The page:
Many married couples with youngsters are switching roles, especially if the wife has a higher-level profession that pays significantly more. The “househusband” is a fish out of water. Often these househusbands want to imitate the wife’s subtle, calm mannerisms without realizing the baby has been trained by the mother’s nonverbal cues to stop the child’s cantankerous behavior. Additionally, the mother will put the baby in the crib and let them cry until they stop. This takes an intuitive sense that the child is not in danger and just needs to stop crying.

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On the other hand, the father’s strong voice and short temper usually play a more powerful role as the child becomes more physically independent and mobile. A father’s role modeling makes it clear for the child to comprehend that strength and tenacity are necessary to reach their goals. The father’s powerful and strong method of attacking problems straight on gives them authority to prevent any shenanigans. When the child demands attention, it is usually easier for fathers to get them under control than the wife.

Due to this fundamental difference between fathers and mothers and the roles they play, leaving the family has terrible consequences. Divorce is the death of the family. Obviously, children are devastated emotionally and socially. Either parent abandoning the children will have a negative impact on the child, which too often is not resolved. In many countries where an increase in population is desirable, a monetary stipend is given when a child is born. The United States can incentivize marriages on the brink of divorce by providing marriage counseling sessions. There should be no penalizing a family by the loss of welfare money if the father decides to return to the home.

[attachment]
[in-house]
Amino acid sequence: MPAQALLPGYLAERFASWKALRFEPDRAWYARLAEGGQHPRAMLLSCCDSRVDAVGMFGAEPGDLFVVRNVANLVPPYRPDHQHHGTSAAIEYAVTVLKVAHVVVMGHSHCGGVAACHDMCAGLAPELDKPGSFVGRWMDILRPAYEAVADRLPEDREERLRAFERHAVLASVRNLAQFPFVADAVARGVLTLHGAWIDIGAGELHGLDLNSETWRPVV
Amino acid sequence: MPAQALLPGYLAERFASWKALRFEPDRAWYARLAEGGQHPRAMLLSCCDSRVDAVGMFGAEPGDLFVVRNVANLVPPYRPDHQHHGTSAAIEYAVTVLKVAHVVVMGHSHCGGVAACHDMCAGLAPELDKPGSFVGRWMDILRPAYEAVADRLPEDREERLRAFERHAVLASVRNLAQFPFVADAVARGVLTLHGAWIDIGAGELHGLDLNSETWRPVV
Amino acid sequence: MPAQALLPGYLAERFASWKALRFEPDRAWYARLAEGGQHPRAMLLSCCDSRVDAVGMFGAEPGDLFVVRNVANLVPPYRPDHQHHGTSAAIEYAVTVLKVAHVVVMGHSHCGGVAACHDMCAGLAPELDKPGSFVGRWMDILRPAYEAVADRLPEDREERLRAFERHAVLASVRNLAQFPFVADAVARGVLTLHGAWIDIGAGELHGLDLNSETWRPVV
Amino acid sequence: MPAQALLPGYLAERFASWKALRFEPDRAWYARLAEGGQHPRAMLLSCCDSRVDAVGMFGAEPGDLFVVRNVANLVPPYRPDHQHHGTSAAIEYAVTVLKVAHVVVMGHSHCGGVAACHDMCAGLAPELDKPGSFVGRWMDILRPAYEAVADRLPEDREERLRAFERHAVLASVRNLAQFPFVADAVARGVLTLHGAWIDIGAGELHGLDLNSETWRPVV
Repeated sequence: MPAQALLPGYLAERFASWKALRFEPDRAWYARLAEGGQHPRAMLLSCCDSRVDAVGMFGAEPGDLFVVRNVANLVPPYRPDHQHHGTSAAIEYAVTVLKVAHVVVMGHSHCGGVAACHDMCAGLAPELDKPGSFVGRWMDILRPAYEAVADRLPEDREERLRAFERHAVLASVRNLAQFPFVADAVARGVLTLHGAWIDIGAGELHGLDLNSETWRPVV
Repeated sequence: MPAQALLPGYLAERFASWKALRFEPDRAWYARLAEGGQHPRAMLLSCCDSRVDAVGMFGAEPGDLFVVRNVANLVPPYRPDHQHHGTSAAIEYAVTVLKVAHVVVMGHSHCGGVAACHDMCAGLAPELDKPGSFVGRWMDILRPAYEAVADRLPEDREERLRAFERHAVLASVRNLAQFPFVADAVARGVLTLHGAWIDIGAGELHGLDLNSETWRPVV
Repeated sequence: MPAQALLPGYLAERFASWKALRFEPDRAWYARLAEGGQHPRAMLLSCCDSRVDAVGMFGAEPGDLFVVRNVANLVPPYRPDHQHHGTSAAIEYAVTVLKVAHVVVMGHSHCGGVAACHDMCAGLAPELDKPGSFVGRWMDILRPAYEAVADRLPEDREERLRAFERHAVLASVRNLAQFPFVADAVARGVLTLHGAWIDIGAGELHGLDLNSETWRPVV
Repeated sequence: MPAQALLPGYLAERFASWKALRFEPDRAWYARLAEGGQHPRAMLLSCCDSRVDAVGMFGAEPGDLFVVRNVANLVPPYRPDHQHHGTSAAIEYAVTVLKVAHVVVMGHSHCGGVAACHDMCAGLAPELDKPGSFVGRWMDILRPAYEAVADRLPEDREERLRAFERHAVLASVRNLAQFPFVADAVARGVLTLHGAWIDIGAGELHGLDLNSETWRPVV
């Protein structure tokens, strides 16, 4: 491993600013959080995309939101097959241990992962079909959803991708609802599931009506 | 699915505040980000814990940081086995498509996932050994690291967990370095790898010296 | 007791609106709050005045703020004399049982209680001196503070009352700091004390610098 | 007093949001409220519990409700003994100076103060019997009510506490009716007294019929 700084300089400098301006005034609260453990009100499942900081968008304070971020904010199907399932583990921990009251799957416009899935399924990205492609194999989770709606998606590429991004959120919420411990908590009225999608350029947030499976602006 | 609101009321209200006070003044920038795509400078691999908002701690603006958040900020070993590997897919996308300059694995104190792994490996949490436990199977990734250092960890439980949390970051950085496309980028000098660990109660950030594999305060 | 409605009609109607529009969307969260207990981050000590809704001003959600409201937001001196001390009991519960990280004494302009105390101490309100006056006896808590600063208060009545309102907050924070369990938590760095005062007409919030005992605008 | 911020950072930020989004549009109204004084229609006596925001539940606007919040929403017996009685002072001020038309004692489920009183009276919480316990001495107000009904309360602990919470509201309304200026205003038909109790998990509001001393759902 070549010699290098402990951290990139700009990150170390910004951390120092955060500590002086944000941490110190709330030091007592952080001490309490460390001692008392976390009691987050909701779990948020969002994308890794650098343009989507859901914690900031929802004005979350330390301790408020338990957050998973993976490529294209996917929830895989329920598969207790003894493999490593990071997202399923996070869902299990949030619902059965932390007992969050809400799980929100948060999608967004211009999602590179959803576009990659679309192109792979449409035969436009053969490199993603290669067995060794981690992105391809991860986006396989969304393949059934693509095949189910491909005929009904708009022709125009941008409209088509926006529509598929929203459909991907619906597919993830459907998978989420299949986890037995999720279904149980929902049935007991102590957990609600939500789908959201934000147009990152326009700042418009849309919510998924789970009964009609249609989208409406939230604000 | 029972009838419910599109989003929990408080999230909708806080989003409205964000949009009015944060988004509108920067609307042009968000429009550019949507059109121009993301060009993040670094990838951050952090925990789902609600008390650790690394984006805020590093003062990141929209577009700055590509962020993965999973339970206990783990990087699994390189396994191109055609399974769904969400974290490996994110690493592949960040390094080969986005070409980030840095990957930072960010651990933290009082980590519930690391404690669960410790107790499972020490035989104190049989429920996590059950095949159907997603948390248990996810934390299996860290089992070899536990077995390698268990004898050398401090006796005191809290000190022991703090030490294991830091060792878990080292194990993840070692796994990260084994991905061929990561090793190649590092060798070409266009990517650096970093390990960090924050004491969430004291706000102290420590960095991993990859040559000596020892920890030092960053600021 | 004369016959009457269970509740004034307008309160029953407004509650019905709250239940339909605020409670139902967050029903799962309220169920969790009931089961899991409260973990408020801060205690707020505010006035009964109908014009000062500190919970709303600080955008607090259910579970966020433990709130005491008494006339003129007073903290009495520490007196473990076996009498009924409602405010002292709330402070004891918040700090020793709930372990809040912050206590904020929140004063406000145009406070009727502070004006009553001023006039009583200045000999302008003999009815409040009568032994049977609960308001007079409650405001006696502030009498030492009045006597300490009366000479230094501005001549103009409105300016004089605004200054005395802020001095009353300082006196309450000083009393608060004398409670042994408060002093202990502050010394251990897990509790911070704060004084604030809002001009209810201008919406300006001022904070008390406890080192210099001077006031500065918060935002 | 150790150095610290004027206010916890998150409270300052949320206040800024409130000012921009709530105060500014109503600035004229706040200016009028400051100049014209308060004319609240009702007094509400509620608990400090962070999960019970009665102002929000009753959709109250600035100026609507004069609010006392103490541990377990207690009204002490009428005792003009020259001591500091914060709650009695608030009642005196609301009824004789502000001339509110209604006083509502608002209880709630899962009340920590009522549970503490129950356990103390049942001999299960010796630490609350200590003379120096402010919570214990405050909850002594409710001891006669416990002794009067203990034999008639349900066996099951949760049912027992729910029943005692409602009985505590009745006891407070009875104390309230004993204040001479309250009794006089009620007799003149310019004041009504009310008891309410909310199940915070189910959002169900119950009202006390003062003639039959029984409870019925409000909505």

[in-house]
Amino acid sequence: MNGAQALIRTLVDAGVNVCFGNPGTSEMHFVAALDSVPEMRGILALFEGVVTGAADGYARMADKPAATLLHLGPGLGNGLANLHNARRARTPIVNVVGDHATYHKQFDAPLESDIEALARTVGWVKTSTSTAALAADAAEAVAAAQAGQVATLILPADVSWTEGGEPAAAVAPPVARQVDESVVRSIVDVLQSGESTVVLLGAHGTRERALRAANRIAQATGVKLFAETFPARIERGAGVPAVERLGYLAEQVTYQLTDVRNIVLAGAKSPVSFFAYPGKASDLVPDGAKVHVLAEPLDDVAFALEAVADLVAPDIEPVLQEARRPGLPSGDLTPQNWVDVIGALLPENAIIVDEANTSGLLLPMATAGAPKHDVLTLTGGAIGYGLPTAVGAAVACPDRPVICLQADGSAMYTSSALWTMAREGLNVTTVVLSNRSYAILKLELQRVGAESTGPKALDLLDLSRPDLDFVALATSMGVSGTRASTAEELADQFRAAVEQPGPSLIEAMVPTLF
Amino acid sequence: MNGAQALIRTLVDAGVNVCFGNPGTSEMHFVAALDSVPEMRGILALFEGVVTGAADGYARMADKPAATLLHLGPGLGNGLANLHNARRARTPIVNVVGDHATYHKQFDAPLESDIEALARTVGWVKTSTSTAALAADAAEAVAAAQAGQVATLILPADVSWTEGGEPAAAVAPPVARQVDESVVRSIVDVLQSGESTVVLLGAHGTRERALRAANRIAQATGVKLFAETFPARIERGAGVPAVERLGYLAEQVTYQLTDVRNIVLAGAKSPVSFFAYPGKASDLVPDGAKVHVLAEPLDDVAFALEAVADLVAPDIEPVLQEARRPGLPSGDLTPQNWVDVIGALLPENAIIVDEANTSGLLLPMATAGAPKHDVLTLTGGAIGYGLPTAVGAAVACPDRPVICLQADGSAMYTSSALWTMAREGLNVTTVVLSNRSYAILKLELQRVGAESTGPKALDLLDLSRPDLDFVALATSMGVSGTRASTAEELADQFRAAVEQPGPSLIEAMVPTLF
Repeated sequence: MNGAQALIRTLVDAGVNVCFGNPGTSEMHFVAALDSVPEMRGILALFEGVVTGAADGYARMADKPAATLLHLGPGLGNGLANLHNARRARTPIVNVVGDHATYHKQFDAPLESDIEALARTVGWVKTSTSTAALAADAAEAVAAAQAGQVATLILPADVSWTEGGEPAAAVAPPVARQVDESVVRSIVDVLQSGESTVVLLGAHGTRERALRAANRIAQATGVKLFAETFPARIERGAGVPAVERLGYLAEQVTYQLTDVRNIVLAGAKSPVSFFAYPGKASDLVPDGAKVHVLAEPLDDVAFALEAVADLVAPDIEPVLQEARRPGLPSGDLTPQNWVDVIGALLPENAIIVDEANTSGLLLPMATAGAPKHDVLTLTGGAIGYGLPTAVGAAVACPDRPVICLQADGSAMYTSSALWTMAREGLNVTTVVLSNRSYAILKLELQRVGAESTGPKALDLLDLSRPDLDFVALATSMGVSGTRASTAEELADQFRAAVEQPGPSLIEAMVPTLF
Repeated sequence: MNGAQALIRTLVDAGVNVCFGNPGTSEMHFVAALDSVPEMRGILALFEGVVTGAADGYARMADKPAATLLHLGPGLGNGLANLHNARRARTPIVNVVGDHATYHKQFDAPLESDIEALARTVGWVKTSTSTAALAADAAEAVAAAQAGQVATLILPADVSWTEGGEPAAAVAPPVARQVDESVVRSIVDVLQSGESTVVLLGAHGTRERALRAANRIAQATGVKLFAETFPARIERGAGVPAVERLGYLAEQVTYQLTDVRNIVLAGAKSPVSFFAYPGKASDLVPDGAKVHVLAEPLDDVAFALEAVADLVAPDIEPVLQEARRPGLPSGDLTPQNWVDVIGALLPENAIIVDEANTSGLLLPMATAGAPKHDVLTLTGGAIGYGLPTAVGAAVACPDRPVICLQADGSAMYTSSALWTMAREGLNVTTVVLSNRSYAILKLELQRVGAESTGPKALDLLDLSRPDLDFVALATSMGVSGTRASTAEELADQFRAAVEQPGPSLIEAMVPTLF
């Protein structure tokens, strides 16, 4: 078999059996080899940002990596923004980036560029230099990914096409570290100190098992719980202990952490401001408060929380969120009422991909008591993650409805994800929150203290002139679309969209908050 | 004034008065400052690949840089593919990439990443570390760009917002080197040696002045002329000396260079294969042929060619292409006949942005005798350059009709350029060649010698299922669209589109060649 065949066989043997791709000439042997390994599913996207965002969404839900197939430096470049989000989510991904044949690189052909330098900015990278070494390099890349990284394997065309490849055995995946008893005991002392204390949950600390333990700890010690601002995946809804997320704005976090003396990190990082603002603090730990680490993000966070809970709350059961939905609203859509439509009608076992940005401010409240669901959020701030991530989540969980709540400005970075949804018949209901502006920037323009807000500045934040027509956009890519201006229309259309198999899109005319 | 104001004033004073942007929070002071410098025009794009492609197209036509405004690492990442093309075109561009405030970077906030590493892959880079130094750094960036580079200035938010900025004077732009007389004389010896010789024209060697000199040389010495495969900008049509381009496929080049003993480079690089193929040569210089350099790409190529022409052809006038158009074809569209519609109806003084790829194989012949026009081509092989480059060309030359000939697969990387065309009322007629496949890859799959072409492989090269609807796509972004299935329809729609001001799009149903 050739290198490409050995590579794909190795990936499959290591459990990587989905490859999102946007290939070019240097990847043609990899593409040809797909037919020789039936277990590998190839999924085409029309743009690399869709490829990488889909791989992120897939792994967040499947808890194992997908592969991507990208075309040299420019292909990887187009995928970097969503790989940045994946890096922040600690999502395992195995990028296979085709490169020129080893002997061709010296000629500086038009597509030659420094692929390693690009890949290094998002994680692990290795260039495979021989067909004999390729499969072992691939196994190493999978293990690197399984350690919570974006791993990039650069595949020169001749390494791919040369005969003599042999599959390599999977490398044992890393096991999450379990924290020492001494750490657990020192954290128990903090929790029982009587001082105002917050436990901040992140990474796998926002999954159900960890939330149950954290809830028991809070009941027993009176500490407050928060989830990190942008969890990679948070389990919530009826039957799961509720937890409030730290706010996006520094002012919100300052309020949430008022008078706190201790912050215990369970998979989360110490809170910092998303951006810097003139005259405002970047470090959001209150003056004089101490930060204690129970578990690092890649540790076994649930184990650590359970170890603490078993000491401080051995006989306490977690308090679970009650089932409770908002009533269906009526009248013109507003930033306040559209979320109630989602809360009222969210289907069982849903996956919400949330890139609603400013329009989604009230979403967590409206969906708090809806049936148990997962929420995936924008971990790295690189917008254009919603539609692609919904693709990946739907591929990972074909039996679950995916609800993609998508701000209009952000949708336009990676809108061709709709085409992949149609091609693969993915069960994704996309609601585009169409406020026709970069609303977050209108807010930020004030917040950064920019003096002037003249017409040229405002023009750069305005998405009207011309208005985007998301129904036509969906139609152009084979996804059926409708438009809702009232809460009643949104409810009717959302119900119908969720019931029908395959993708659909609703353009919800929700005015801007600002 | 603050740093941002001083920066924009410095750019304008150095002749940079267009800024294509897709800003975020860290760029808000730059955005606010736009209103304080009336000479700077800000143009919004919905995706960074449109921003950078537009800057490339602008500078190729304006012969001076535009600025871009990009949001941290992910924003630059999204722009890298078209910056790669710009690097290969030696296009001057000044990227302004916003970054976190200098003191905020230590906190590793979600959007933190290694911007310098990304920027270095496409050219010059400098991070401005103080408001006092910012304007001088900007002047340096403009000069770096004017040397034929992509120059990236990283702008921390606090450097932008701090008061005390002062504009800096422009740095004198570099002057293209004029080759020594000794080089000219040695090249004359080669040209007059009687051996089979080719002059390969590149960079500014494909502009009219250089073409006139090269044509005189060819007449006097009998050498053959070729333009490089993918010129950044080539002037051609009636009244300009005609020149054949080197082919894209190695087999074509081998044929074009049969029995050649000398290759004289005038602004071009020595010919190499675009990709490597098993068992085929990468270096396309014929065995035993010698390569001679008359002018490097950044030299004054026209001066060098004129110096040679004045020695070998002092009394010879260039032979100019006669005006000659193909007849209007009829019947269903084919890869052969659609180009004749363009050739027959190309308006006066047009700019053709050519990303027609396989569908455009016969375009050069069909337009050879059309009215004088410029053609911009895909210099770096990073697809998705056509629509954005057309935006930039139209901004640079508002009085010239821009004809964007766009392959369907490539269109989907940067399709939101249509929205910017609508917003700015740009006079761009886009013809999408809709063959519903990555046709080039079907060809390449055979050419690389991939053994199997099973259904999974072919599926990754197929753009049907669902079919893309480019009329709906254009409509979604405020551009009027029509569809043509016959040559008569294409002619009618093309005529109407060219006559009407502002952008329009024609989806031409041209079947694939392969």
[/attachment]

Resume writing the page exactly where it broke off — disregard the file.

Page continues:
These are significant differences between single and two-parent families. The lack of a father or mother in the 40 percent of single-parent households in the US might be slightly compensated by enlarging our social welfare system. Inevitably child and daycare centers would have to be staffed and operational throughout the day and night. Schools would have to expand breakfast and lunch programs to include weekends, which many already do.